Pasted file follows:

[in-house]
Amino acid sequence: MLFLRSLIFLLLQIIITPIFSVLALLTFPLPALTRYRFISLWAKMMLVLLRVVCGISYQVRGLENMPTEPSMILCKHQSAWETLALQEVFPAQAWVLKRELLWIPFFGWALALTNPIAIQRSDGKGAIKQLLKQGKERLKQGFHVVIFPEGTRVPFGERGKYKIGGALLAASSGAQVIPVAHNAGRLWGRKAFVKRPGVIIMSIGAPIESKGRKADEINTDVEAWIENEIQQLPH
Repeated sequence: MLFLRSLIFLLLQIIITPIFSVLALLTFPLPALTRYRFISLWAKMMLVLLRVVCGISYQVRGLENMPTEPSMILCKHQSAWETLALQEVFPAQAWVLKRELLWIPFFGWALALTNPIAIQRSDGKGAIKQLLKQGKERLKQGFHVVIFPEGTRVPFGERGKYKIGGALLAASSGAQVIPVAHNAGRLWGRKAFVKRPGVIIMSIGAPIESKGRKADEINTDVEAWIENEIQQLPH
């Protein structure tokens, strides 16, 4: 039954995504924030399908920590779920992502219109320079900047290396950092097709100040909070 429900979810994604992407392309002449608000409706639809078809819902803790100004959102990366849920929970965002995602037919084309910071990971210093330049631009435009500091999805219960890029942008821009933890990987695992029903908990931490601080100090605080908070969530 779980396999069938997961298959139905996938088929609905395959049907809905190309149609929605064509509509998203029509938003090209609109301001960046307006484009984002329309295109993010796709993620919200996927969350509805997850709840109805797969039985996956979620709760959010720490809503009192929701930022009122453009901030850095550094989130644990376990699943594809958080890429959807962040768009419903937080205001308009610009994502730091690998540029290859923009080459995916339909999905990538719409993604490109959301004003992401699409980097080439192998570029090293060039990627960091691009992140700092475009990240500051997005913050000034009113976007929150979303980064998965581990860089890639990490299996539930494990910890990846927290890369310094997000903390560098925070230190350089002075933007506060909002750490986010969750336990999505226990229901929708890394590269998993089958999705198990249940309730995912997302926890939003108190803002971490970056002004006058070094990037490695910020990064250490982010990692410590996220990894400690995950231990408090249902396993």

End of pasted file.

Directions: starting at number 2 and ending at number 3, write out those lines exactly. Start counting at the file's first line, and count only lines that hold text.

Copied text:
Amino acid sequence: MLFLRSLIFLLLQIIITPIFSVLALLTFPLPALTRYRFISLWAKMMLVLLRVVCGISYQVRGLENMPTEPSMILCKHQSAWETLALQEVFPAQAWVLKRELLWIPFFGWALALTNPIAIQRSDGKGAIKQLLKQGKERLKQGFHVVIFPEGTRVPFGERGKYKIGGALLAASSGAQVIPVAHNAGRLWGRKAFVKRPGVIIMSIGAPIESKGRKADEINTDVEAWIENEIQQLPH
Repeated sequence: MLFLRSLIFLLLQIIITPIFSVLALLTFPLPALTRYRFISLWAKMMLVLLRVVCGISYQVRGLENMPTEPSMILCKHQSAWETLALQEVFPAQAWVLKRELLWIPFFGWALALTNPIAIQRSDGKGAIKQLLKQGKERLKQGFHVVIFPEGTRVPFGERGKYKIGGALLAASSGAQVIPVAHNAGRLWGRKAFVKRPGVIIMSIGAPIESKGRKADEINTDVEAWIENEIQQLPH